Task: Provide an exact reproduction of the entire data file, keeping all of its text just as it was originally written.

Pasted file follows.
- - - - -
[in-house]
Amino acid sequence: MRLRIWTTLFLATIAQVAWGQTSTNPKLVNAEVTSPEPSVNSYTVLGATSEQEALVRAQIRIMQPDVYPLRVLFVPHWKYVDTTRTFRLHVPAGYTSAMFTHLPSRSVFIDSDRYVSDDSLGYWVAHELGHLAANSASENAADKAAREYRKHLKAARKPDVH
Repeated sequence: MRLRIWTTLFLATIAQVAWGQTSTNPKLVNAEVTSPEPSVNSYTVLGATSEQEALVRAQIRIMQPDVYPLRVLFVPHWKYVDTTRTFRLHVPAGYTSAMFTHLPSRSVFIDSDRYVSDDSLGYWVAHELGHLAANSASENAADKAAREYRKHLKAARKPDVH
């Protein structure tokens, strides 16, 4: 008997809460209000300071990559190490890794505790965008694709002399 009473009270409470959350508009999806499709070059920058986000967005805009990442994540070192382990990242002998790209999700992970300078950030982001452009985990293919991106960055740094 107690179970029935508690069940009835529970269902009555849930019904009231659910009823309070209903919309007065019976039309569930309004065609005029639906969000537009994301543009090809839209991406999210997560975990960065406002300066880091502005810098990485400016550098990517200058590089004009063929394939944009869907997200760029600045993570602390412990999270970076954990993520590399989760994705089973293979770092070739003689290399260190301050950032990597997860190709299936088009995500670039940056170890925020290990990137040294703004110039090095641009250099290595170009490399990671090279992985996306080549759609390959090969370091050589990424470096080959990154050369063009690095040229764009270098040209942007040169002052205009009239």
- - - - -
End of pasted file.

[in-house]
Amino acid sequence: MRLRIWTTLFLATIAQVAWGQTSTNPKLVNAEVTSPEPSVNSYTVLGATSEQEALVRAQIRIMQPDVYPLRVLFVPHWKYVDTTRTFRLHVPAGYTSAMFTHLPSRSVFIDSDRYVSDDSLGYWVAHELGHLAANSASENAADKAAREYRKHLKAARKPDVH
Repeated sequence: MRLRIWTTLFLATIAQVAWGQTSTNPKLVNAEVTSPEPSVNSYTVLGATSEQEALVRAQIRIMQPDVYPLRVLFVPHWKYVDTTRTFRLHVPAGYTSAMFTHLPSRSVFIDSDRYVSDDSLGYWVAHELGHLAANSASENAADKAAREYRKHLKAARKPDVH
């Protein structure tokens, strides 16, 4: 008997809460209000300071990559190490890794505790965008694709002399 009473009270409470959350508009999806499709070059920058986000967005805009990442994540070192382990990242002998790209999700992970300078950030982001452009985990293919991106960055740094 107690179970029935508690069940009835529970269902009555849930019904009231659910009823309070209903919309007065019976039309569930309004065609005029639906969000537009994301543009090809839209991406999210997560975990960065406002300066880091502005810098990485400016550098990517200058590089004009063929394939944009869907997200760029600045993570602390412990999270970076954990993520590399989760994705089973293979770092070739003689290399260190301050950032990597997860190709299936088009995500670039940056170890925020290990990137040294703004110039090095641009250099290595170009490399990671090279992985996306080549759609390959090969370091050589990424470096080959990154050369063009690095040229764009270098040209942007040169002052205009009239």